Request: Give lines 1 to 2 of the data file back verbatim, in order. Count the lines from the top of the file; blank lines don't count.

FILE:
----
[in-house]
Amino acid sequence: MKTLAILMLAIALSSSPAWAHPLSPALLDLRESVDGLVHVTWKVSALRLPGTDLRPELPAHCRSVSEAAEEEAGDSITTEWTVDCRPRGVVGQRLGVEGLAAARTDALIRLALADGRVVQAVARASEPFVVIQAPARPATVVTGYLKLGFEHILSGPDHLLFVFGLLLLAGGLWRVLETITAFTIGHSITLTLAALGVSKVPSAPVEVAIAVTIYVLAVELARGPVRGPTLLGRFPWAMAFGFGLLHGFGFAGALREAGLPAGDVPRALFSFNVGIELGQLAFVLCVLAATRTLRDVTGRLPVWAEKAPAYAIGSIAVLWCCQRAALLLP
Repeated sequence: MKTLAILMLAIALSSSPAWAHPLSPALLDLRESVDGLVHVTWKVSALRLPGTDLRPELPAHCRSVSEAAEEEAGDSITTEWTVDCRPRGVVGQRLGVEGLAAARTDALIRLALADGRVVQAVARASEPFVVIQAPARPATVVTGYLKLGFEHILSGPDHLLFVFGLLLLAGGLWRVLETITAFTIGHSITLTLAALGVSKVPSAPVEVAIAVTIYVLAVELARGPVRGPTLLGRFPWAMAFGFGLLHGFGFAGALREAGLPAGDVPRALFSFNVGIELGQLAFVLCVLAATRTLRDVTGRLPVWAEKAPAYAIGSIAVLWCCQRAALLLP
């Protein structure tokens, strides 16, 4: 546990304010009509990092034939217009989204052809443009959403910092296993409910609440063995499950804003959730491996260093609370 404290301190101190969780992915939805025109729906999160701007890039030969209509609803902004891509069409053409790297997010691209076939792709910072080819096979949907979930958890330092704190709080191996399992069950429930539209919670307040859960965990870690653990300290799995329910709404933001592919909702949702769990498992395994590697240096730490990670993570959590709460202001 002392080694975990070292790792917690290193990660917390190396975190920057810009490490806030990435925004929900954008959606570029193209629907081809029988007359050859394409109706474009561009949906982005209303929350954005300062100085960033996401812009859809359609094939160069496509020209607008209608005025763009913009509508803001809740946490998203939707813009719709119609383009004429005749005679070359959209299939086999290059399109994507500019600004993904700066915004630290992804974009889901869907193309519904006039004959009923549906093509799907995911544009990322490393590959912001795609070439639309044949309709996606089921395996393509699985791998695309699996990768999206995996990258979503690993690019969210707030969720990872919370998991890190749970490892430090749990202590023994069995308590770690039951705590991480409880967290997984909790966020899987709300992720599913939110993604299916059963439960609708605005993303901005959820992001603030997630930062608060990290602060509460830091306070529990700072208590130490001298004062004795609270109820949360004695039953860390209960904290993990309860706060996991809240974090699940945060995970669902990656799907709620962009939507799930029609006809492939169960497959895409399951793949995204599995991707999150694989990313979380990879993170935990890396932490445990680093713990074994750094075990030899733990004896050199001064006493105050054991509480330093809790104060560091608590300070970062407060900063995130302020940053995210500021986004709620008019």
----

[in-house]
Amino acid sequence: MKTLAILMLAIALSSSPAWAHPLSPALLDLRESVDGLVHVTWKVSALRLPGTDLRPELPAHCRSVSEAAEEEAGDSITTEWTVDCRPRGVVGQRLGVEGLAAARTDALIRLALADGRVVQAVARASEPFVVIQAPARPATVVTGYLKLGFEHILSGPDHLLFVFGLLLLAGGLWRVLETITAFTIGHSITLTLAALGVSKVPSAPVEVAIAVTIYVLAVELARGPVRGPTLLGRFPWAMAFGFGLLHGFGFAGALREAGLPAGDVPRALFSFNVGIELGQLAFVLCVLAATRTLRDVTGRLPVWAEKAPAYAIGSIAVLWCCQRAALLLP